The improved radiation hardness of p-type Si detectors is hindered by the radiation-induced acceptor removal process, which is not fully understood yet. Through atomistic modeling of displacement damage and dopant interactions, we analyze the acceptor removal under neutron irradiation, providing physical insight into its microscopic origin. Our results show that the fast decay of the effective dopant concentration (Neff) at low irradiation fluences is due to B deactivation caused by Si self-interstitials. The intriguing increase of the acceptor removal parameter with the initial dopant concentration (Neff,0) is explained by the limited number of mobile Si self-interstitials that survive annihilation and clustering processes. The sublinear dependence of the removal parameter on Neff,0 is associated to the inhomogeneity of damage for low Neff,0 and the formation of B-interstitial clusters with several B atoms for high Neff,0. The presence of O and C modifies B deactivation mechanisms due to the key role of BiO defects and the trapping of vacancies and Si self-interstitials, but for the impurity concentrations analyzed in this work ([O] >> [C]) it has little effect on the overall amount of removed acceptors. At high irradiation fluences, the reported increase of Neff is attributed to the formation of defect-related deep acceptors. From the analysis of the defect concentrations resulting from neutron irradiation and the occupancy of small clusters with acceptor levels reported in literature, we point out the tetra-vacancy cluster as one of the main contributors to Neff with negative space charge.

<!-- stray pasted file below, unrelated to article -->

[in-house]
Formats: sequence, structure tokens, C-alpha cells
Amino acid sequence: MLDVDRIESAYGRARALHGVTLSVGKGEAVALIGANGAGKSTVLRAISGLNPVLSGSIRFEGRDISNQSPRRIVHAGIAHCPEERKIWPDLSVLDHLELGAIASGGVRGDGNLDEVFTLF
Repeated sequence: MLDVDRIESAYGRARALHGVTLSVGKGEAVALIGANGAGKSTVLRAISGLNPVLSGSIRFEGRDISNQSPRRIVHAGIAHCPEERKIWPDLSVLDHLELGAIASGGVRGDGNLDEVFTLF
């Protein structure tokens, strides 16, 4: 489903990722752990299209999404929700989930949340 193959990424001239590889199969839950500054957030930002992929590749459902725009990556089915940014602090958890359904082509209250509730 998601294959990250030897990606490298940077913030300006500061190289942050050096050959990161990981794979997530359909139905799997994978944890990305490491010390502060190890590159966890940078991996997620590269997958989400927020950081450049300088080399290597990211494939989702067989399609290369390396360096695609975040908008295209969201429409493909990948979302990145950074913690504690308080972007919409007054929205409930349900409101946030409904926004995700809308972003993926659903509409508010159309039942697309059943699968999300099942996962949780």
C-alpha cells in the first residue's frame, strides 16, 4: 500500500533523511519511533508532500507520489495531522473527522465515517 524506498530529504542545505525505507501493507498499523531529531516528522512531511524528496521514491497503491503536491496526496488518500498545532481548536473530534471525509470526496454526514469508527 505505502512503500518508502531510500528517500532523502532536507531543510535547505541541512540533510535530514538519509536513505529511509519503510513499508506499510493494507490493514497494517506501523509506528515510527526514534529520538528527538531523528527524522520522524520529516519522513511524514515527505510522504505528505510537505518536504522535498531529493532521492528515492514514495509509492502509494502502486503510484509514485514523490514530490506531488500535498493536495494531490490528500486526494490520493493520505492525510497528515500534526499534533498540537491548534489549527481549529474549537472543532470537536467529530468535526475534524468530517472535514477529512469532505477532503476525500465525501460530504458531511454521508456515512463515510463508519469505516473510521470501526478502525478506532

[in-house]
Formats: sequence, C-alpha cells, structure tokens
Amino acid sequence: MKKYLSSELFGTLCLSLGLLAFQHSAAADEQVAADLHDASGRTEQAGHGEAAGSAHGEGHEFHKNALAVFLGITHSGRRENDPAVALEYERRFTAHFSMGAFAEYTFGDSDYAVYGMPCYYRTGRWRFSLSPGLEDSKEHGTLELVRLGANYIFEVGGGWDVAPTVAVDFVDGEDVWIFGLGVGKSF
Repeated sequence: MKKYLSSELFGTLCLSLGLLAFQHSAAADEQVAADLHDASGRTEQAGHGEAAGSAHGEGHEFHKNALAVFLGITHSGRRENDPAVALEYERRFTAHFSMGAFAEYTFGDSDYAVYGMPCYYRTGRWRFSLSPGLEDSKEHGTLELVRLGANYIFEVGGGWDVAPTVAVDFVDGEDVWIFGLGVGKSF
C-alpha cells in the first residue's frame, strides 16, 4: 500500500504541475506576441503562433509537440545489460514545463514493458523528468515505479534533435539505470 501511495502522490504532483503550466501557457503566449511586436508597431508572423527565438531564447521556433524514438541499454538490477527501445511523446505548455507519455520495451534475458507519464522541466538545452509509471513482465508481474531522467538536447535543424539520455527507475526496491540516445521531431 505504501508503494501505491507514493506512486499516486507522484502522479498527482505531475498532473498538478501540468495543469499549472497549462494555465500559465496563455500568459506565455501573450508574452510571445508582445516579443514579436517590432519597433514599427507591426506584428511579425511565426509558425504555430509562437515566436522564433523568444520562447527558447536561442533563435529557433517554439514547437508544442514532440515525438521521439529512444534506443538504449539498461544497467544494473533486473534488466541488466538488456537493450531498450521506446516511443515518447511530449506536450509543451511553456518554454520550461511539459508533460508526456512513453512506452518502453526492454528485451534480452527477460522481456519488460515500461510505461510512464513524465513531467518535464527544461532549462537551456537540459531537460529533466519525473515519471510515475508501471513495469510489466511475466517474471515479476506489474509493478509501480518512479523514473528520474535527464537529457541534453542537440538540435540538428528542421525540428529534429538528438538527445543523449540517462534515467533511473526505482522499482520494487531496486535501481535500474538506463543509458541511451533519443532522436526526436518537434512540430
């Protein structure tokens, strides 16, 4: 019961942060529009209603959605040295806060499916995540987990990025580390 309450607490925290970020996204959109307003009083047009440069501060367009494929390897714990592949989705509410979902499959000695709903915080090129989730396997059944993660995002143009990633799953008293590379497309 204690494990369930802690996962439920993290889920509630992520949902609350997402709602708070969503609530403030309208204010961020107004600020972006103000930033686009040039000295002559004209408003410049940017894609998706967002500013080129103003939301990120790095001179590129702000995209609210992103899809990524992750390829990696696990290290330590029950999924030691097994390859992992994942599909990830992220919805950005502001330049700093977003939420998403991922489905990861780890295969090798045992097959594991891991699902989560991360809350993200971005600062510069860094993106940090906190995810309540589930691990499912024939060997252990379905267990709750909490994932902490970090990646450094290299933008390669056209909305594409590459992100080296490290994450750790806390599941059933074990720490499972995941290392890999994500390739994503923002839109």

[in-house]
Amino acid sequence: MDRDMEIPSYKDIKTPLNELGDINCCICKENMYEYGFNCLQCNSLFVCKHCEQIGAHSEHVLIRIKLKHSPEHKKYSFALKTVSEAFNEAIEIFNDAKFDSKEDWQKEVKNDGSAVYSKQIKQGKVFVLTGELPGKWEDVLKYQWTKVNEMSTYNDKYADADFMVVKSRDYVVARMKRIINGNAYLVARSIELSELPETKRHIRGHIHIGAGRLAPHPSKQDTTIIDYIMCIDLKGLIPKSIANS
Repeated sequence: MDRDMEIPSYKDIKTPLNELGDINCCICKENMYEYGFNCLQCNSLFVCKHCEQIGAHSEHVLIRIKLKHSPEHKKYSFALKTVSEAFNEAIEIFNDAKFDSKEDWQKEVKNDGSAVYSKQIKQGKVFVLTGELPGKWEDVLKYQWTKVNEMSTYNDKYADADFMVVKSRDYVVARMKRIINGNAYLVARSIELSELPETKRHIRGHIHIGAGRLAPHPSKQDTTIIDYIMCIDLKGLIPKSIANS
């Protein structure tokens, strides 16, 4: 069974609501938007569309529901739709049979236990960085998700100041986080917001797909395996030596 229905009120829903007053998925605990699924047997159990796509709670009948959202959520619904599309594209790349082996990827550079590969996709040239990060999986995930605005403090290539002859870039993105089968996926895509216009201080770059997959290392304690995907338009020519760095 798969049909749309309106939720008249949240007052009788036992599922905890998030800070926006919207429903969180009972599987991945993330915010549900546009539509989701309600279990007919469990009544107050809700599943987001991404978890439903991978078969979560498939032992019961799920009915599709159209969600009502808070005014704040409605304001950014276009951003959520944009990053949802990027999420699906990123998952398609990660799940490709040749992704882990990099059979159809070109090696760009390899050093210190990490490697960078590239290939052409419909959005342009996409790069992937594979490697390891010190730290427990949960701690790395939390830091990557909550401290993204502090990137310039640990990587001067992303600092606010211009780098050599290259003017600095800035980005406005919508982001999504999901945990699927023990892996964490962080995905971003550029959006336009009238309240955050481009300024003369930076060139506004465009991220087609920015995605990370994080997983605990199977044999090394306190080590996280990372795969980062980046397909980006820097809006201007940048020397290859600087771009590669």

PDF: Microscopic origin of the acceptor removal in neutron-irradiated Si detectors - An atomistic simulation study
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